MySQL Focusing on Scalability for Web 2.0

Solving the scalability problems of Web application developers will play an important role in MySQL's future.

While MySQL may not be supplanting proprietary databases in the enterprise, the people behind the open-source database see solving the scalability problems of Web application developers as their ticket towards broader enterprise adoption.

MySQL has traditionally been focused on being the top database for online applications, a focus that has not shifted with the acquisition of MySQL AB by Sun Microsystems. Looking ahead, company officials said a key focus for the product will be to help organizations scale up and out. With large-scale Web applications, the sheer number of users, data or transactions can grow rapidly, making scalability important for enterprises.

"We are working closely with Sun's performance engineers to identify possible bottlenecks in the MySQL server as well as in specific storage engines," said Zack Urlocker, vice president of products for Sun's new Database Group. "We do a lot of stress testing, putting the database under extreme conditions and using technology like [Sun's] Dtrace as well as other techniques to effectively put the performance under a microscope to figure out where the bottlenecks are and then make adjustments."

The company is also looking to integrate the efforts Sun and MySQL AB were making separately around Memcache, a high-performance distributed caching system designed to take large loads off the database server and distribute them across low-cost servers with a global cache. The technology is used by some high-traffic sites to optimize performance.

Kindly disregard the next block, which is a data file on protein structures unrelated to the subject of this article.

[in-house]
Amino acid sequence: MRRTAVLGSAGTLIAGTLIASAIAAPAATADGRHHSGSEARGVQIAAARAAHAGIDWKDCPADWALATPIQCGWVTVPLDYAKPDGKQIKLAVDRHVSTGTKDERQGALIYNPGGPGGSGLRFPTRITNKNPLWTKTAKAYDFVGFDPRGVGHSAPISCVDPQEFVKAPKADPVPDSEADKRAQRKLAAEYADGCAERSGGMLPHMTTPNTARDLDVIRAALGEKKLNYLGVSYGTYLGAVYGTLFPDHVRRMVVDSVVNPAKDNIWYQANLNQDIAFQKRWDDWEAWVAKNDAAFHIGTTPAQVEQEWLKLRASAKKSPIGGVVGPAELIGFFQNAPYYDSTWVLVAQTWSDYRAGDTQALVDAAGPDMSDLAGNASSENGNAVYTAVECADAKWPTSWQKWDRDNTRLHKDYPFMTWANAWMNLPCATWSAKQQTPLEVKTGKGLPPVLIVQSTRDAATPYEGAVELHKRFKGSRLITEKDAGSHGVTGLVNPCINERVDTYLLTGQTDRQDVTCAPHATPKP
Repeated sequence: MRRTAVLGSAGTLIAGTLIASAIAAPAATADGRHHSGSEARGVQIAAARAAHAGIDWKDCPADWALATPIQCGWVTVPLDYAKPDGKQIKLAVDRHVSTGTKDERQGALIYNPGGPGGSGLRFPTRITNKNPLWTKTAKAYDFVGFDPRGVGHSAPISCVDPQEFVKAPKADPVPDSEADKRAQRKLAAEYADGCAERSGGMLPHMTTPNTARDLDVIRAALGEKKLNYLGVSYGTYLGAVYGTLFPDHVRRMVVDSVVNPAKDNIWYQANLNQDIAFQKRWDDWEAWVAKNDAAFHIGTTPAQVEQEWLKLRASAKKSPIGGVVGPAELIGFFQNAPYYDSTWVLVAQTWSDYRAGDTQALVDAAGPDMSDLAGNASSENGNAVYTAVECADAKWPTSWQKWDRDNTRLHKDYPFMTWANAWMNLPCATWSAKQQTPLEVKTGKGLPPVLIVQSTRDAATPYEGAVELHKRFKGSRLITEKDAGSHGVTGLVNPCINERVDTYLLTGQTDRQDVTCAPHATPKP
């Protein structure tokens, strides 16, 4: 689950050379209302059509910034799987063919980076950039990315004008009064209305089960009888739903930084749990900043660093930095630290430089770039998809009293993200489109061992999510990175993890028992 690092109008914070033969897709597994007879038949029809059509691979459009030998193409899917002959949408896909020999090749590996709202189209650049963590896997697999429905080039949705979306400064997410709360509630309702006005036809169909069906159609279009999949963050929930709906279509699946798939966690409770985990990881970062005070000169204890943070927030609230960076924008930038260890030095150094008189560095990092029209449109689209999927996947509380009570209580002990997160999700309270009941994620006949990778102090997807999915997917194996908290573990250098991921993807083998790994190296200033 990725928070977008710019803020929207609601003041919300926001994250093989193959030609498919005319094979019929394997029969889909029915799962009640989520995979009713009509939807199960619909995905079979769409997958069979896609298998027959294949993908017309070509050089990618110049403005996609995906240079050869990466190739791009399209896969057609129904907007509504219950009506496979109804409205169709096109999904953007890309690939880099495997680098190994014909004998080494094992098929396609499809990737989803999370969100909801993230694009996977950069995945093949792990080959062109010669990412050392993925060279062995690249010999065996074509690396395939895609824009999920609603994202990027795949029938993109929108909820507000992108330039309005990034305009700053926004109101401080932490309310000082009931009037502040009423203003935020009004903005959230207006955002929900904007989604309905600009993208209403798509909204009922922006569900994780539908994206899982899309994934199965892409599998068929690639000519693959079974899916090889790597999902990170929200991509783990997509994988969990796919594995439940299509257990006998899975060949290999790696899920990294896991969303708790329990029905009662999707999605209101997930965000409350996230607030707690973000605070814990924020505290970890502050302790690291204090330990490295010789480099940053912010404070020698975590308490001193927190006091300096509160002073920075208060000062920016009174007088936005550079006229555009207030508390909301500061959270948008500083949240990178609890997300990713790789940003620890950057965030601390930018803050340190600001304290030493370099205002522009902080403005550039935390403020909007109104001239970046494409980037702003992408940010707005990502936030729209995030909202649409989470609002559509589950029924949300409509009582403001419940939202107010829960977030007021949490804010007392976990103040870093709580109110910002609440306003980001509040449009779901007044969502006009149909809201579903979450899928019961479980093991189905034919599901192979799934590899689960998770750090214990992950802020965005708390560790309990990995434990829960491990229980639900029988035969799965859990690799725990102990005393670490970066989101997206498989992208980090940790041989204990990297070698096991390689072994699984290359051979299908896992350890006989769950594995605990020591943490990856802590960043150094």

The shift towards more Web-based architectures in the enterprise will benefit MySQL, said Matt Aslett, an analyst with The 451 Group.

To read about Sun's $1 billion buyout of MySQL, click here.

"In acquiring MySQL, Sun announced that it would be putting resources behind the open-source database to position it as an alternative for mission-critical, high performance applications," he said. "The caveat is that it will support those applications as they are deployed on Web-based architectures. The relevance of MySQL will therefore grow as businesses move to service-oriented architectures for internal application deployment."